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LOS ANGELES-Three Los Angeles property management firms have agreed to pay $100,000 in civil penalties and contribute $60,000 to children’s health programs in a settlement with state and federal officials regarding allegations that building owners failed to notify tenants about lead paint hazards in their buildings.

The US Department of HUD, Justice Department and Environmental Protection Agency, along with the state of California, reached the settlement with Los Angeles-based firms Westside Rehab Corp., Alpha Property Management Inc., and SK Management Co. The government alleges the companies failed to inform their tenants of potential lead hazards in more than 4,600 apartments in Los Angeles and around the country. It says the companies have agreed to test for lead-based paint in their properties and clean up any lead hazards.

Officials at Westside Rehab and Alpha Property Management could not be reached, but SK Management’s attorney, Ken Ehrlich of Jeffer, Mangels, Butler & Marmaro in Los Angeles, tells GlobeSt.com that the government regulators’ announcement regarding the settlement contained a number of inaccuracies.

Ehrlich says the government agencies erred in saying that SK did not notify its tenants of the lead paint hazard. He says SK did, in fact, notify its tenants of the potential lead hazards in its properties and he says the point of dispute is not whether SK notified the tenants but when it notified them.

According to Ehrlich, SK Management learned of the federal allegations more than two years ago and “made a business decision to abate whatever lead was present in all of the affected units.” He says SK has spent far more on abating lead paint in its properties than it is being assessed in penalties and contributions under the settlement. His says his client has spent more than $100,000 on surveys and paint removal to ensure that no lead paint remains in any of the 1,380 SK-owned units covered under the settlement, which are in 15 properties throughout the Los Angeles area.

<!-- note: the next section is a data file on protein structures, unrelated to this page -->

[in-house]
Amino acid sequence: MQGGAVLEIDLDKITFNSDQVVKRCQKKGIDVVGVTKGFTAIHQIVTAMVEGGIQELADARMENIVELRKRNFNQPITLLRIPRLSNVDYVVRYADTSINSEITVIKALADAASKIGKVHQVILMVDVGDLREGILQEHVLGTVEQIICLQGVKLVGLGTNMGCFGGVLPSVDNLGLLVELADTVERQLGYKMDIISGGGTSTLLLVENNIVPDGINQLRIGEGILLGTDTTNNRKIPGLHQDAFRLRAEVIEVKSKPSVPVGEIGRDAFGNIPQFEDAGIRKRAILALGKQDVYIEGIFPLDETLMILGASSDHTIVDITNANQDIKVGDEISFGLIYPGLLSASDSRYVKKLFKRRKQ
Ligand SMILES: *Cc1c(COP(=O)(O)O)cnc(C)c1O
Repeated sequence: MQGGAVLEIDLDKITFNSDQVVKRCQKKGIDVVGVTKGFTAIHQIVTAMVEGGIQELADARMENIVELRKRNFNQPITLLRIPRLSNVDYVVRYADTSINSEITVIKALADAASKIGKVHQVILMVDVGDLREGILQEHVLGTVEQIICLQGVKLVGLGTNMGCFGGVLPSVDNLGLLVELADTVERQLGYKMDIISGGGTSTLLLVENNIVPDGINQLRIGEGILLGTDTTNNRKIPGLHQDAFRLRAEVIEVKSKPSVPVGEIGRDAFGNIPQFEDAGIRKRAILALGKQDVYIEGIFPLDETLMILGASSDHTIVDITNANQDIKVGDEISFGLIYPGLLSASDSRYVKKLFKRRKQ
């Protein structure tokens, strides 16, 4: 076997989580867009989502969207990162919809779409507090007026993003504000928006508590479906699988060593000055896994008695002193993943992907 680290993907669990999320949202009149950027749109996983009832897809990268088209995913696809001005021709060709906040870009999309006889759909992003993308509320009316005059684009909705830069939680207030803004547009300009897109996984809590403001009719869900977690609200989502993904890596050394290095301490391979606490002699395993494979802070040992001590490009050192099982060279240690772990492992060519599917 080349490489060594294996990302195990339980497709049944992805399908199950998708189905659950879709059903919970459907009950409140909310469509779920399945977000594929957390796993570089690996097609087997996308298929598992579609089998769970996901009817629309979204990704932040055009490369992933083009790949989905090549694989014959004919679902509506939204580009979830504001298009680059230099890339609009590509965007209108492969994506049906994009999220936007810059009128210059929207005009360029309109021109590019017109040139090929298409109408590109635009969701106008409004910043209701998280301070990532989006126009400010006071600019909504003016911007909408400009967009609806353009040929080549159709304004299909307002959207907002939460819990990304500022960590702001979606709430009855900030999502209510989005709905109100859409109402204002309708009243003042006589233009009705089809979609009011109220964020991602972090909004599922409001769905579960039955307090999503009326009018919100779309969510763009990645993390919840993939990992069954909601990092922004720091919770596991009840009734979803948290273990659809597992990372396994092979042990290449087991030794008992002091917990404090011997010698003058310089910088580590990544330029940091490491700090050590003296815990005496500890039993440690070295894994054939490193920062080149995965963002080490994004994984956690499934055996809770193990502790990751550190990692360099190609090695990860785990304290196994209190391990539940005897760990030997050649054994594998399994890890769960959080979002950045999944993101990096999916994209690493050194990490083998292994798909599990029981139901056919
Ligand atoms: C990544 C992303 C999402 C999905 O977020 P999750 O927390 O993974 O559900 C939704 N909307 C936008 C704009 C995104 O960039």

Under the law, Ehrlich says, SK was not required to abate the lead–it was only required to notify tenants of the potential lead paint hazard. To illustrate that SK has gone beyond the letter of the law and the settlement, Ehrlich cited a situation at an SK complex in which testing found the interior was free of lead paint, but there was some present on exterior guard railings. SK “abated all of the lead on the guard railings to make it a non-issue,” he says.

“SK disputes the facts alleged against it by the agencies, but the company wanted to come to a resolution of this whole issue and put it behind it,” Ehrlich says. The SK attorney tells GlobeSt.com that the firm’s portion of the settlement totals $40,000. Of that, $10,500 lies in civil penalties to the federal agencies, $4,500 to the state, and a $25,000 contribution to Cedars Sinai Medical Center to be used solely for the assessment, management and prevention of lead-based paint health hazards.

The government agencies did not specify how much of the civil penalties would be paid by Westside Rehab and how much by Alpha Property Management. Westside and Alpha, owners and property managers, will donate $35,000 to the Environmental Research Center at Martin Luther King, Jr./Charles R. Drew Medical Center, according to the government announcement.

Besides the SK units, all of which are in the Los Angeles area, the settlement applies to 1,843 properties belonging to Westside and Alpha in Los Angeles and another 1,446 in Texas, Tennessee, Arkansas, Kentucky, Maryland and Washington, DC.

Congress outlawed the manufacture, sale and use of lead-based paint in 1978, but lead-based paint remains in older homes and apartment buildings throughout the country. The law requires building owners to notify tenants of lead paint hazards before they sign leases, and again whenever they renew.

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